Bodie Kellogg Opinion
A baby turtle gets a helping hand on the beach. A baby turtle gets a helping hand on the beach.

Summer enriched by a dog and baby turtles

First encounter with turtles entailed helping them get from nest to water

My first turtle encounter happened two days before Hurricane Lane made land on the west coast of Mexico in September of 2006. I was living in a mostly deserted RV park along the beach north of Mazatlán.

I was walking with Snickers the Wonderdog (half heeler and half coyote) and her newly acquired friend named Shadow along a mostly empty beach when I spotted a bit of movement.

About 50 meters in front of me I noticed a small squiggly thing at the water’s edge, and went to investigate. I found a baby sea turtle which had made its terrestrial journey across the sand to the edge of the sea.

I watched as a wave washed ashore and spread its long, foamy tongue, engulfing the tiny creature and transporting it into an uncertain future.

While I watched this little guy disappear into the froth, I realized if there is one turtle, there should be more. I backtracked the turtle’s trail into the dry sandy part of the beach and found nine more turtles floundering at the bottom of deep horse tracks.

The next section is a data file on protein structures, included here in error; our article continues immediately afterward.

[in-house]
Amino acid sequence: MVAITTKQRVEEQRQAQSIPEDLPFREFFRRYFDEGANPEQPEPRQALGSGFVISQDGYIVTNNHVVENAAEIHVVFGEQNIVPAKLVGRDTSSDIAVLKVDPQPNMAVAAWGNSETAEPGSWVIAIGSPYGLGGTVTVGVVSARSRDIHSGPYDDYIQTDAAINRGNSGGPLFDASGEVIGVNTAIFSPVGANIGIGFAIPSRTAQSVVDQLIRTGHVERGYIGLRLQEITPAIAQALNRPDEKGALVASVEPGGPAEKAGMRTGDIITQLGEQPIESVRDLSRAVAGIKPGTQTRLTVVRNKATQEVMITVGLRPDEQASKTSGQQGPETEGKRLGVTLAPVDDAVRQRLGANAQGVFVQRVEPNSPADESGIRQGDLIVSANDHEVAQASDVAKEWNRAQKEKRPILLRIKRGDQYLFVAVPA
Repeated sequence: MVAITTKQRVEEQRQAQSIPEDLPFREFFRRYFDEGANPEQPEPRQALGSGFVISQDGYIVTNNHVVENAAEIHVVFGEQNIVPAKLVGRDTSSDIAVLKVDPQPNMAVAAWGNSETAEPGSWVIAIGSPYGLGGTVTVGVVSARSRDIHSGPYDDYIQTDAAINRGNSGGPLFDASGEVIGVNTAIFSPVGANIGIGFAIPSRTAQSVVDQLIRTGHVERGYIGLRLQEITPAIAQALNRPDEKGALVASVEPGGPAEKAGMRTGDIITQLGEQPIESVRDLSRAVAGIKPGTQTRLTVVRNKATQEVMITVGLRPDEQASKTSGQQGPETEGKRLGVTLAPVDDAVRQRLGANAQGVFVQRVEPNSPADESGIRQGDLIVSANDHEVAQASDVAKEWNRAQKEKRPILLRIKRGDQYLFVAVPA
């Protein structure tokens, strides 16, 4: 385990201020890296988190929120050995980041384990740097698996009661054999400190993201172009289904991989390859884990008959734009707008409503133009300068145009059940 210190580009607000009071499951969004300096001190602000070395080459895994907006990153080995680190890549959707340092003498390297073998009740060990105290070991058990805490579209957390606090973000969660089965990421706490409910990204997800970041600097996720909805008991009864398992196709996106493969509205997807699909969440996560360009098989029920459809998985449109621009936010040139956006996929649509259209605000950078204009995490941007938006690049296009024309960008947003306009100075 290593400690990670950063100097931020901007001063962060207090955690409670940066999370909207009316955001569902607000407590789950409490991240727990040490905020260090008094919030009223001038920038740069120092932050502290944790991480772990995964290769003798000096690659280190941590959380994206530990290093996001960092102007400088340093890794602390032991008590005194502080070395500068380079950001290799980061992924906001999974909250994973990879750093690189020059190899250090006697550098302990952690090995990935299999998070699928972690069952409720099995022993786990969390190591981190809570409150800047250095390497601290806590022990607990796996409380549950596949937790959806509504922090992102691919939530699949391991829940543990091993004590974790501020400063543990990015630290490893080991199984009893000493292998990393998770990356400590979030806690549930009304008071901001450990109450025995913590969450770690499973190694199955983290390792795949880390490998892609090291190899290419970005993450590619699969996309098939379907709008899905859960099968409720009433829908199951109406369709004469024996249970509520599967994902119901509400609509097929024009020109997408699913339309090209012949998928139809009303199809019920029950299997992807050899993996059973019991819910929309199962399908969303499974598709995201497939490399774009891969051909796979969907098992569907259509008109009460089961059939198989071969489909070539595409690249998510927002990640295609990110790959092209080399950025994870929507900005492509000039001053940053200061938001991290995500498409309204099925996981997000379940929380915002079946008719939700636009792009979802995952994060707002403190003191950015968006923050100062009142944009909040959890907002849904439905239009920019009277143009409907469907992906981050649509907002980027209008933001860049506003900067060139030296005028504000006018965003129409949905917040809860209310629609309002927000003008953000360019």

The tracks had well defined escarpments that had captured the small turtles like a Burmese tiger trap. After ferrying these turtles to the edge of the surf, I went back to look for more.

When I found the nest it looked like a large sand funnel, with three turtles scrambling to reach the top. I took these turtles to the crawl-and-swim part of the beach and went back to the nest.

I started to carefully remove the surface sand from around the nest to create a larger area to safely excavate the occupants. The remaining turtles were milling around below a compacted layer of sand. When I reached the main nest area, I saw 59 little turtles seeking freedom.

While Snickers and her friend lay in the sand and watched, I carted the turtles, three and four at a time, to their launching area, placing them on the sand. I did not want to put them directly into the ocean because I was thinking that they needed to crawl some before hitting the waves.

About 10 minutes into the turtle mission a pack of three wild and hungry dogs spotted what looked like easy food at the edge of the water. I didn’t see the dogs until Snickers stood up, bristled and growled. By this time the lead dog was about 30 meters from a turtle dinner and closing fast.

I immediately shouted, “Snickers, go get ‘em.” Snickers, being very quick, and well trained to that particular command, bolted for the pack. The minute Snickers charged Shadow exploded out of the sand, passed Snickers and center punched the lead dog with blinding speed and force.

I have clocked Snickers at about 38 miles an hour on a flat-out run; Shadow was so incredibly fast it was hard for me to believe what I had just seen.